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PO-0176 A Case Of Cutaneous Diphtheria
  1. S Anzar,
  2. V Watkins,
  3. H Saleh,
  4. P Sharma,
  5. S Bandi
  1. Paediatrics, Leicester Royal Infirmary, Leicester, UK


A 15 year old girl presented with painful, weeping lesions on both lower limbs. She returned from Ethiopia the day before the hospital visit after having stayed for 40 days. There was a history of injury to her right ankle 3 weeks ago and was treated with oral antibiotics. The wound started to heal but subsequently became itchy and started discharging blood stained fluid. A week later similar lesions developed on her left lower limb. She was born in UK and had all her immunisations. Swab from lesions grew group A betahemolytic streptococcus and non-toxigenic Coryne bacterium diphtheriae. She was initially started on Penicillin and Flucloxacillin. Erythromycin was added after the culture results, as C.diphtheriae was penicillin resistant. She made a complete recovery following 7 days of antibiotics.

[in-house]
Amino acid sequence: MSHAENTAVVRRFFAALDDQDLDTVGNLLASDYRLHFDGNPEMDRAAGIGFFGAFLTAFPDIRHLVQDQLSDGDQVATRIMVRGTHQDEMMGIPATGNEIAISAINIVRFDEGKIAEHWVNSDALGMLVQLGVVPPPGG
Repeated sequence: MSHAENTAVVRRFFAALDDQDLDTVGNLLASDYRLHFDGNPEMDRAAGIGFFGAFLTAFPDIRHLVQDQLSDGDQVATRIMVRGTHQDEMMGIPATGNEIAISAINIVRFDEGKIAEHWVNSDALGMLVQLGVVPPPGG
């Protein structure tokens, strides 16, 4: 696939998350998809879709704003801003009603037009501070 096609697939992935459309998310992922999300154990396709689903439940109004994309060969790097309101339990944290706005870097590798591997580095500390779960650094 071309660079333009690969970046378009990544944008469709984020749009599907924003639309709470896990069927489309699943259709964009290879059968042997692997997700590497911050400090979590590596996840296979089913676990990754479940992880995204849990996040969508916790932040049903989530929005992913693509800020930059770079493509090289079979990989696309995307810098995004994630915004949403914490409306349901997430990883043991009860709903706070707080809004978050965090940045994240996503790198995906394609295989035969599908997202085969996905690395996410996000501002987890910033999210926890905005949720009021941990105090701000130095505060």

C.diphtheriae is a non-sporulating, non-encapsulated and non-motile gram positive bacillus.1 The epidemiological significance and mechanism of pathogenicity of nontoxigenic C. diphtheriae is unclear. In Australia, seven cases of endocarditis due to non-toxigenic C. diphtheriae have been reported.2 Cutaneous diphtheria can be caused by both toxigenic and non-toxigenic strains and the lesions usually appear on exposed parts. The lesions start as vesicles and quickly form small, clearly demarcated ulcers.3 Symptomatic infections with non-toxigenic C. diphtheria are rare but when identified needs appropriate treatment. There is no need to carry out clearance swabs or to trace contacts of these individ.uals.4 Skin ulcers not responding to conventional antibiotic treatment should be investigated for rarer causes such as cutaneous diphtheria.

Abstract PO-0176 Figure 1

Ulcers on the right lower leg


  1. Mandell GL, Bennett JE, Dolin R, editors. Principles and practice of infectious diseases. New York: Churchill Livingstone, 1995

  2. Tiley SM, Kociuba KR, Heron LG, Munro R. Infective endocarditis due to non-toxigenic Corynebacterium diphtheriae: Report of seven cases and review. Clin Infect Dis 1993;16:271–5

  3. Maegraith B, editor. Clinical tropical diseases. 9th edition. Oxford: Blackwell Scientific Publications, 1989

  4. Bonnet JM, Begg NT. Control of diphtheria: Guidance for consultants in communicable disease control. Commun Dis Public Health 1999;2:242–9

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